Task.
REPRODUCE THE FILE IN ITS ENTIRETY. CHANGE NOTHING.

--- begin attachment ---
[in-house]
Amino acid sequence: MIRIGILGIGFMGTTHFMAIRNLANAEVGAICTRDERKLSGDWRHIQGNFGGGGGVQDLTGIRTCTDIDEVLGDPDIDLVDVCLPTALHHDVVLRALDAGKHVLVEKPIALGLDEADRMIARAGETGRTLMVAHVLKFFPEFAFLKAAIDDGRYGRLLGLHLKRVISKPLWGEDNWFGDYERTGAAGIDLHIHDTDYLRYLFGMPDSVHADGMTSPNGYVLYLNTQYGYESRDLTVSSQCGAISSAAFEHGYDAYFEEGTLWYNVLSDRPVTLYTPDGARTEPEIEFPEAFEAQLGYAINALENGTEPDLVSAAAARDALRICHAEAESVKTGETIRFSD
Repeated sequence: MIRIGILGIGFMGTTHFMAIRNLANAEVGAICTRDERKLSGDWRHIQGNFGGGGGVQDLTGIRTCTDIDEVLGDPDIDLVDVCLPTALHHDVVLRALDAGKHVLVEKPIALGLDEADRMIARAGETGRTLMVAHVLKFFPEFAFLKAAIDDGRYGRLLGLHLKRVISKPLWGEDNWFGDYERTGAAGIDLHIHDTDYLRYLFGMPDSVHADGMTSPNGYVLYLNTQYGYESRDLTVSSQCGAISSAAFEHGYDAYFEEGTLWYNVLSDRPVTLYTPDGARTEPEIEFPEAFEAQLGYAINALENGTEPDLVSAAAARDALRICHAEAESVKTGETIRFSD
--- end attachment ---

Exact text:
[in-house]
Amino acid sequence: MIRIGILGIGFMGTTHFMAIRNLANAEVGAICTRDERKLSGDWRHIQGNFGGGGGVQDLTGIRTCTDIDEVLGDPDIDLVDVCLPTALHHDVVLRALDAGKHVLVEKPIALGLDEADRMIARAGETGRTLMVAHVLKFFPEFAFLKAAIDDGRYGRLLGLHLKRVISKPLWGEDNWFGDYERTGAAGIDLHIHDTDYLRYLFGMPDSVHADGMTSPNGYVLYLNTQYGYESRDLTVSSQCGAISSAAFEHGYDAYFEEGTLWYNVLSDRPVTLYTPDGARTEPEIEFPEAFEAQLGYAINALENGTEPDLVSAAAARDALRICHAEAESVKTGETIRFSD
Repeated sequence: MIRIGILGIGFMGTTHFMAIRNLANAEVGAICTRDERKLSGDWRHIQGNFGGGGGVQDLTGIRTCTDIDEVLGDPDIDLVDVCLPTALHHDVVLRALDAGKHVLVEKPIALGLDEADRMIARAGETGRTLMVAHVLKFFPEFAFLKAAIDDGRYGRLLGLHLKRVISKPLWGEDNWFGDYERTGAAGIDLHIHDTDYLRYLFGMPDSVHADGMTSPNGYVLYLNTQYGYESRDLTVSSQCGAISSAAFEHGYDAYFEEGTLWYNVLSDRPVTLYTPDGARTEPEIEFPEAFEAQLGYAINALENGTEPDLVSAAAARDALRICHAEAESVKTGETIRFSD